Hockney-Inspired Collage

When we were asked to create a photocollage using David Hockney’s own collages as inspiration in Process and Skills a few weeks ago, I was excited.  Coincidentally, I had just been researching Hockney and one of his inspirations, Cubism.  I had visited MoMA and seen the works of Picasso and other Cubist painters, and studied how they used their paintings to present layered views from many angles in order to capture a subject from all sides.  The result was a fragmented image, a painted collage.  Inspired by Cubist concepts, Hockney took numerous photographs of subjects from all angles, including their surroundings, and arranged the photos to compose a new image.

In each of Hockney’s collages, or “joiners,” he approaches his subject uniquely.  These are some of the works that most inspired my own collage:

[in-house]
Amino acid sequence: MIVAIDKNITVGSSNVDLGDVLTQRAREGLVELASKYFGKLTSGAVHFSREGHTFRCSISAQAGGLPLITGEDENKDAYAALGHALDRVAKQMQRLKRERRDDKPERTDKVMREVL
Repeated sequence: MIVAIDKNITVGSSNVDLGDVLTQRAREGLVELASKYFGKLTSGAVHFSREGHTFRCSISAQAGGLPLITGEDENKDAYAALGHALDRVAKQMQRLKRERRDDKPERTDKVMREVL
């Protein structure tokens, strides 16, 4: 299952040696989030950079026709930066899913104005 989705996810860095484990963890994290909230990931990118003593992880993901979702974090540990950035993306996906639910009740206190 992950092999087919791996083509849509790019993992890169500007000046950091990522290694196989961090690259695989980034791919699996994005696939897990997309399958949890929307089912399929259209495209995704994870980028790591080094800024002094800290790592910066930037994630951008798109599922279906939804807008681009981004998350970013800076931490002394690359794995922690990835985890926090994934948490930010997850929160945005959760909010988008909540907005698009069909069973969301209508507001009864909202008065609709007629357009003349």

Hockney captures the man's face and body from various angles and leaves white space between the polaroids in this collage.
Hockney captures the man’s face and body from various angles and leaves white space between the polaroids in this collage.
Hockney plays with scale, perspective and the shape of his overall collage in this
Hockney plays with scale, perspective and the shape of his overall collage in this “joiner.”
Hockney painstakingly creates a unified image from numerous photographs; the result is a more
Hockney painstakingly creates a unified image from numerous photographs; the result is a more “realistic” view of the subject, yet we still get the photographer’s perspective with the way he has photographed the ground and his shoes.

With my collage, I wanted to play with perspective, scale and shape of the overall piece.  Here is my final version, of my mother at the kitchen table (with an extra large cup of coffee!):

Photocollage by Emily Frank

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